A drop in core body temperature can be deadly. Symptoms include confusion; sleepiness; slow, slurred speech; a weak, slow pulse; extremity stiffness; and slow reactions. Shivering may or may not be present. Check your body temperature with a thermometer. If it's below 96ºF (35.6ºC), call for medical help.

To help someone with hypothermia until emergency medical help arrives, keep the person warm with additional blankets or your own body. If the person can swallow, offer warm liquids, but no alcohol. Alcohol expands blood vessels near the surface and lets needed warmth escape. Do not rub the person's skin.

Preventing Cold-Related Illnesses

Take these steps to stay warm when the days turn cold:

  • When you are home:
    • Keep the heat on.
    • Wear multiple layers, including long underwear.
    • Use extra blankets.
  • When you are going out:
    • Wear gloves, a hat, and several layers.
    • Plan your trips wisely. Stay indoors on cold, windy days.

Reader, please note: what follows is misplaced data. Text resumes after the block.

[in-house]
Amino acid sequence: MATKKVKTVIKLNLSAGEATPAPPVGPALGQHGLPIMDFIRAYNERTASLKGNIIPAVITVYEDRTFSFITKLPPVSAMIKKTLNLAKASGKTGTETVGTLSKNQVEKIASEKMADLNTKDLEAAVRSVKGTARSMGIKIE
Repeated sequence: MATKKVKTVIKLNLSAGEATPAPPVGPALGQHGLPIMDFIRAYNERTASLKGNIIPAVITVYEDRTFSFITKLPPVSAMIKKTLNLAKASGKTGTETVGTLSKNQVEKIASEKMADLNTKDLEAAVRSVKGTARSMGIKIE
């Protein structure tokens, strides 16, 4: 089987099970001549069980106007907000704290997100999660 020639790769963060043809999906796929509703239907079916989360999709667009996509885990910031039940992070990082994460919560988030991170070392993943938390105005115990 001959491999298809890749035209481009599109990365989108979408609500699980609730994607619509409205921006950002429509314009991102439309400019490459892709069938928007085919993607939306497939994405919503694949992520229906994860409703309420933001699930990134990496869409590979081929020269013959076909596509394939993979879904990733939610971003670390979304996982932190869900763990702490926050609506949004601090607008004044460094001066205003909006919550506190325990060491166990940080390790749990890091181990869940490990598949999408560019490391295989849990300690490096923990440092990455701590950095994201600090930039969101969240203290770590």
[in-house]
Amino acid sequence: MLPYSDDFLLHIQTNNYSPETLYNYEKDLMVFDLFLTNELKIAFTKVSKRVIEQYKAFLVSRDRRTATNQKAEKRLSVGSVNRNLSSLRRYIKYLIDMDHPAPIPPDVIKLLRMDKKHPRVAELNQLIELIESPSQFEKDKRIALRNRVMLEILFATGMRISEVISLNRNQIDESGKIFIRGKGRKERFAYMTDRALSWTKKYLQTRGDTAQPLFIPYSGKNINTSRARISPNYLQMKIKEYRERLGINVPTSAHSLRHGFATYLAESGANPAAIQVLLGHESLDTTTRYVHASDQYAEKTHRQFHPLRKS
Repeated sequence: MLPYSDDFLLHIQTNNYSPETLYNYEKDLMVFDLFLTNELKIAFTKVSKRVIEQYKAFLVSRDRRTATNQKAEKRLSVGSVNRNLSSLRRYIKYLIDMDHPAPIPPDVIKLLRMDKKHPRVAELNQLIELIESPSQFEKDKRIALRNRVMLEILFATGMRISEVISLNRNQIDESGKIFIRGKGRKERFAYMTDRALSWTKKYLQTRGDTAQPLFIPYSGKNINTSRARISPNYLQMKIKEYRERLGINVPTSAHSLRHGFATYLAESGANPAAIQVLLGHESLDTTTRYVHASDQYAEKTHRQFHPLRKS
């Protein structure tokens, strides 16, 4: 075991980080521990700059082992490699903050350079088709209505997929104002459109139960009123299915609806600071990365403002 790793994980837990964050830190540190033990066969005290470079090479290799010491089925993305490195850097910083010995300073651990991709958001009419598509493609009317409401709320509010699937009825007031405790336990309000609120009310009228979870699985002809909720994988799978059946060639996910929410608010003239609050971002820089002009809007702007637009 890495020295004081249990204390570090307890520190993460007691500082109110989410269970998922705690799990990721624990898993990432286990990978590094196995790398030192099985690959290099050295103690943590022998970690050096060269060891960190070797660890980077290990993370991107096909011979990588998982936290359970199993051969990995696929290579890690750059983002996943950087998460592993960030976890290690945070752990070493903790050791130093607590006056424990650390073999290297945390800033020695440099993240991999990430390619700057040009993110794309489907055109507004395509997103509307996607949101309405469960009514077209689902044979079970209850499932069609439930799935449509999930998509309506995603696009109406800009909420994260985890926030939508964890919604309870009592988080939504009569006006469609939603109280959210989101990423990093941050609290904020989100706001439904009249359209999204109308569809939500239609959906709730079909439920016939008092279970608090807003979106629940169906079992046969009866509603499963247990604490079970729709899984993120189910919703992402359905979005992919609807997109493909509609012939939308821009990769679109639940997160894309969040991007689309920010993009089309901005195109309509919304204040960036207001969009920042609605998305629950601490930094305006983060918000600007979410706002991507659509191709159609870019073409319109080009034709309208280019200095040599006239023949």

Remember, never use your stove or oven for heat.

Make arrangements for someone to check on you a couple of times a day.

Be Prepared for Temperature Changes

Aging makes regulating body temperature more challenging during hot and cold spells. Seasonal temperature changes and activities once taken for granted pose potential problems with declining reserves, chronic conditions, and medications. Play it safe—wear seasonal clothing, modify habits, and create a buddy system to check on each other.


National Heart, Lung, and Blood Institute


Public Health Agency of Canada


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Hot weather safety for older adults. Centers for Disease Control and Prevention website. Available at: Updated June 19, 2017. Accessed November 16, 2017.
Hyperthermia: too hot for your health. National Institute on Aging website. Available at: Updated June 15, 2016. Accessed November 16, 2017.
Hypothermia: a cold weather hazard. National Institute on Aging website. Available at: Accessed November 16, 2017.
Last reviewed November 2017 by EBSCO Medical Review Board Michael Woods, MD, FAAP
Last Updated: 12/16/2015